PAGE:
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Drought Increase

It’s turning out that one of global warming’s most serious consequences, already here, is the increased prevalence of serious droughts. According to some new NCAR research, drought-striken land area has more than doubled from the 1970s to the early 2000s,…
January 12, 2005

It’s turning out that one of global warming’s most serious consequences, already here, is the increased prevalence of serious droughts. According to some new NCAR research, drought-striken land area has more than doubled from the 1970s to the early 2000s, with rising global temperatures a major reason.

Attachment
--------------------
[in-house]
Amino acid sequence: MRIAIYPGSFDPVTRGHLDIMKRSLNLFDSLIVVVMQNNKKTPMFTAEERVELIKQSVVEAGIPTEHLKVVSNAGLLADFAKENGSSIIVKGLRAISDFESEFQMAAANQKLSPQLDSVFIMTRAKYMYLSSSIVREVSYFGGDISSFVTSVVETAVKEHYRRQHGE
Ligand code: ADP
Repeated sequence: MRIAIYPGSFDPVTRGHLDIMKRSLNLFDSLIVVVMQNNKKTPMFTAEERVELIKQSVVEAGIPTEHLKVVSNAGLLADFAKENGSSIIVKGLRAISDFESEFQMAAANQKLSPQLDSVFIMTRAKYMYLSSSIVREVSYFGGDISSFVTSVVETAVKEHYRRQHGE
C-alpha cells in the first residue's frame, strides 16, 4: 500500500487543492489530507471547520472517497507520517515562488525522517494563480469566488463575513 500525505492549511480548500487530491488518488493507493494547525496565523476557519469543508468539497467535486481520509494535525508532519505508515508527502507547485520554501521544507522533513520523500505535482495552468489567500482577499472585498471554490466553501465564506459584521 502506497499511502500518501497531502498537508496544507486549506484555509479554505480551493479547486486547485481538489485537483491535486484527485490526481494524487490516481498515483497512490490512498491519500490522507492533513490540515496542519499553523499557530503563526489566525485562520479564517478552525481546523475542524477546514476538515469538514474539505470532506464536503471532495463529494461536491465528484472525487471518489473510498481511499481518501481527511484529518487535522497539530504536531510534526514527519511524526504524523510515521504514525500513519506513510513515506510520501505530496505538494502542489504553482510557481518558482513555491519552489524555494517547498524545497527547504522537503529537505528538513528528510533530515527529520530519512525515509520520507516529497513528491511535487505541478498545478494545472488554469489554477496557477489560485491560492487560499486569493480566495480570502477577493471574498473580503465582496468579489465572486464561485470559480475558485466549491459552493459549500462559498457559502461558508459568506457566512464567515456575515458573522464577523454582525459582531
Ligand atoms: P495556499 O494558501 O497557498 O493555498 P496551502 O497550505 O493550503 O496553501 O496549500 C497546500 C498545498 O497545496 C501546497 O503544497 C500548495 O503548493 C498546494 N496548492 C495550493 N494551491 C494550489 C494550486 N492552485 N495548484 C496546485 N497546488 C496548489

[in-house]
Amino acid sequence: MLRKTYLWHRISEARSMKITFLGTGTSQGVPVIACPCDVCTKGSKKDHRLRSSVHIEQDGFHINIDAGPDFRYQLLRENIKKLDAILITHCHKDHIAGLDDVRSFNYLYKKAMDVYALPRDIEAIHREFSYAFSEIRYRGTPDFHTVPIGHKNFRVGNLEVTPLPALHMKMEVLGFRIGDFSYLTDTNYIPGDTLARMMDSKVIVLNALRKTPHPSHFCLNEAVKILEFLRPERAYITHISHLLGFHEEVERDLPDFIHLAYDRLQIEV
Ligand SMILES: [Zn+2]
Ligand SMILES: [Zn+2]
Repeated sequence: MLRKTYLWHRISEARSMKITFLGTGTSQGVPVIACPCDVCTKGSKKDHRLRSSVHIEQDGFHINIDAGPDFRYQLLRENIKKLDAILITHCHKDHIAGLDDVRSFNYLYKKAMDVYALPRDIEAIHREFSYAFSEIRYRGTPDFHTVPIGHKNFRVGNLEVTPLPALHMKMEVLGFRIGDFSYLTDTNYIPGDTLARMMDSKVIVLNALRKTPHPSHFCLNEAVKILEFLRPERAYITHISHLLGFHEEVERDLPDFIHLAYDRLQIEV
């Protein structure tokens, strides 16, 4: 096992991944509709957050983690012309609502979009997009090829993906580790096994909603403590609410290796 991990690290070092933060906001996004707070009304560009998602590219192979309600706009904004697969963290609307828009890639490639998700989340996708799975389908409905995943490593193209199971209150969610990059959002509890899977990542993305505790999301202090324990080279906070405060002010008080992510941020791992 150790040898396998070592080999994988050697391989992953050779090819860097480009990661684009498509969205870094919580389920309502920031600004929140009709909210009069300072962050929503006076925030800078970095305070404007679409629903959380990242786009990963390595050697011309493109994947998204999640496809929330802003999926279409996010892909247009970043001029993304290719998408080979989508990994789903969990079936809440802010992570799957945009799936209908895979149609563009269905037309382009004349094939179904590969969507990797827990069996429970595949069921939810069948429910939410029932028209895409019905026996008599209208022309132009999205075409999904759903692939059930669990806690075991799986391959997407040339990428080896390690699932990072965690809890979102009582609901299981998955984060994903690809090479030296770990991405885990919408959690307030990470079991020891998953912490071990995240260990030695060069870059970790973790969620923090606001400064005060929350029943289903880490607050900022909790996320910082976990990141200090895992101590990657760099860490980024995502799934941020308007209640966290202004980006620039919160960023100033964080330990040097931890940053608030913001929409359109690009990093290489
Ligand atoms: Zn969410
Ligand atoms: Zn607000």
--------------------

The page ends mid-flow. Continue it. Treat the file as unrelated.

The fraction of global land area experiencing very dry conditions rose from about 10 to 15 percent in the early 1970s to about 30 percent by 2002. Almost half of that change is due to rising temperatures rather than decreases in rainfall or snowfall, according to the researchers.

Scientists are warning that global climate change will bring increased weather extremes, but it’s more common to think of increased storminess instead of an increase in droughts. But droughts are an extreme weather event too, though they don’t get the glamour treatment.

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